14 August, 2012

Don't push that button.

There is panic. A project manager (about whom who I'd like to write more fully once I work  out how to make their project less identifiable) comes rushing in. I'm not entirely surprised to learn they've managed to associate themselves with the Samophlange.

"Quickly!" they demand of my manager, "how secure is the Samophlange? Who has the codes to activate it? And who can get access to the codes?"

"It should just be [me]*," and he gestures in my direction. "Is that right?"

I check. "Well, I have access... and so do you. And so do at least a dozen other people, too."

"Oh my god!" panics the project manager. "Can you cancel their access? You need to cancel their access! Now! Right away! No-one can ever access those codes!"

My manager looks puzzled. "What?"

"It's the Samophlange. We mustn't activate it. Ever.  Our systems can't support it. If we turn it on, it will overload everything!"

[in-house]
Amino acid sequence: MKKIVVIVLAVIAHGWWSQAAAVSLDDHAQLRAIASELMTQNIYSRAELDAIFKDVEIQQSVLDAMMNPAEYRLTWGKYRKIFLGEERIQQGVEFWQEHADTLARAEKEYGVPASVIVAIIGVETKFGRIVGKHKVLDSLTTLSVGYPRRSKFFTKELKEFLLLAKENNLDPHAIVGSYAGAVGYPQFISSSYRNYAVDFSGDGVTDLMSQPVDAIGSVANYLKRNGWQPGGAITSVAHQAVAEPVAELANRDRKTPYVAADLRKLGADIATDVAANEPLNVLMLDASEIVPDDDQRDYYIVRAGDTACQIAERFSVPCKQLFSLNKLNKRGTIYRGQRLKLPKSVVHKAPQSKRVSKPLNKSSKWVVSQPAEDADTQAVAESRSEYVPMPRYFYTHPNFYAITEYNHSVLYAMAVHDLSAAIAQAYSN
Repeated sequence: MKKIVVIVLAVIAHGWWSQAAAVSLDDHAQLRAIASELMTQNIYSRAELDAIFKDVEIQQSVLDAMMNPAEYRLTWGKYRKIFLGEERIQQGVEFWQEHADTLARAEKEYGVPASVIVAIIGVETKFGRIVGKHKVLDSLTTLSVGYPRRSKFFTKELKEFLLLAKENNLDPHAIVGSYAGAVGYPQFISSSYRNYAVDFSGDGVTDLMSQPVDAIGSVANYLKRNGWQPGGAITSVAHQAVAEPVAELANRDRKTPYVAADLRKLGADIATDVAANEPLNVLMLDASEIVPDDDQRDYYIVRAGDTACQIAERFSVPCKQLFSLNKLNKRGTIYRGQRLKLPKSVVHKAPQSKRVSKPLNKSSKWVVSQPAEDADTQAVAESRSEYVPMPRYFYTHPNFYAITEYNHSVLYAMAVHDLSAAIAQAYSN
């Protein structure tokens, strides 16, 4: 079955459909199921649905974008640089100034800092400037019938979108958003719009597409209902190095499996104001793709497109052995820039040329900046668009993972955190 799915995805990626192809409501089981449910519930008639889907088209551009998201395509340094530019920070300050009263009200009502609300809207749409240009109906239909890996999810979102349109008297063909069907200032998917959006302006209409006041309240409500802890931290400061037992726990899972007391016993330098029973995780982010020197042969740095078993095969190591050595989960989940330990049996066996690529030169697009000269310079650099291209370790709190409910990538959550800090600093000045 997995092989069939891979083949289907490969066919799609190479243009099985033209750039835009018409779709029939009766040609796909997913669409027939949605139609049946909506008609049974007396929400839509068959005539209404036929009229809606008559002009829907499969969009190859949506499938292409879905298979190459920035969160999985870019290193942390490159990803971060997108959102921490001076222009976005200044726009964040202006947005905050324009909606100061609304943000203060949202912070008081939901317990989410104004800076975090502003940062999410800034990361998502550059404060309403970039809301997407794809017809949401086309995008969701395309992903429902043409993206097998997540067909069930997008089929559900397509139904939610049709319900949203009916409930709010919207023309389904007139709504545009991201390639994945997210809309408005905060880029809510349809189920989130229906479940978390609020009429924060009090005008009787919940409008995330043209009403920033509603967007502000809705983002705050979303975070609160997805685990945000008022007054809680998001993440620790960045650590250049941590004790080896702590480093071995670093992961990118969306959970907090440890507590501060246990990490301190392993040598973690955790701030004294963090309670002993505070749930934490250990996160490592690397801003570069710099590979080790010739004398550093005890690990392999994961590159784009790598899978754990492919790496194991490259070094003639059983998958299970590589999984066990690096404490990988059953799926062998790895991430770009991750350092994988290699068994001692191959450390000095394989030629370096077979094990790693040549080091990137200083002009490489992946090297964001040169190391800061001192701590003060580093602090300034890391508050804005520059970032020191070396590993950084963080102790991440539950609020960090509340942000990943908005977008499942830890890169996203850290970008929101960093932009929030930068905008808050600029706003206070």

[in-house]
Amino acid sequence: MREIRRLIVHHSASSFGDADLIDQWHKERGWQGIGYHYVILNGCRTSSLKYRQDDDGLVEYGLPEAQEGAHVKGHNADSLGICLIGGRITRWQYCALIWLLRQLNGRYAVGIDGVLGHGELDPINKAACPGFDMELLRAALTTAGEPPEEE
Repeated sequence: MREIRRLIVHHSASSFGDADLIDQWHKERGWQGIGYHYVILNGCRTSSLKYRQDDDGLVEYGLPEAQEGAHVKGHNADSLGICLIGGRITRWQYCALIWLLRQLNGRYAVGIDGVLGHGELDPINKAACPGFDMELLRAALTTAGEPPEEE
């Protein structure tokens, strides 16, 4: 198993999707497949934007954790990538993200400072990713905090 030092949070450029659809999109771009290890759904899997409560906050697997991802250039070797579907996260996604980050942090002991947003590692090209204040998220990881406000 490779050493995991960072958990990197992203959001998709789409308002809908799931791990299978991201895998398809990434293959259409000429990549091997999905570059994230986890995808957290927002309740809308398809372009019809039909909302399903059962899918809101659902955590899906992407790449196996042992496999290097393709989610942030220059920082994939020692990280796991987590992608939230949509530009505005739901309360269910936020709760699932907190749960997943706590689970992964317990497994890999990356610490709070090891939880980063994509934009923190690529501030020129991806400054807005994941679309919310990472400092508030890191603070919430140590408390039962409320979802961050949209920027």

It turns out the Samophlange, like any true luxury item, is something that it's important to own, but is far too valuable to actually use.

* It occurs to me belatedly that I should come up with an alias for myself in all this. "Argh" was just something I picked out of general frustration at having to come up with a username when I created the blog.


Anonymous said...

Denial makes it all the more attractive, so it looks like everyone will demand the samophlange soon.

klc said...

I've always thought your identifier was highly appropriate. Argh, indeed.

Plus you are always prepared for "talk like a pirate" day.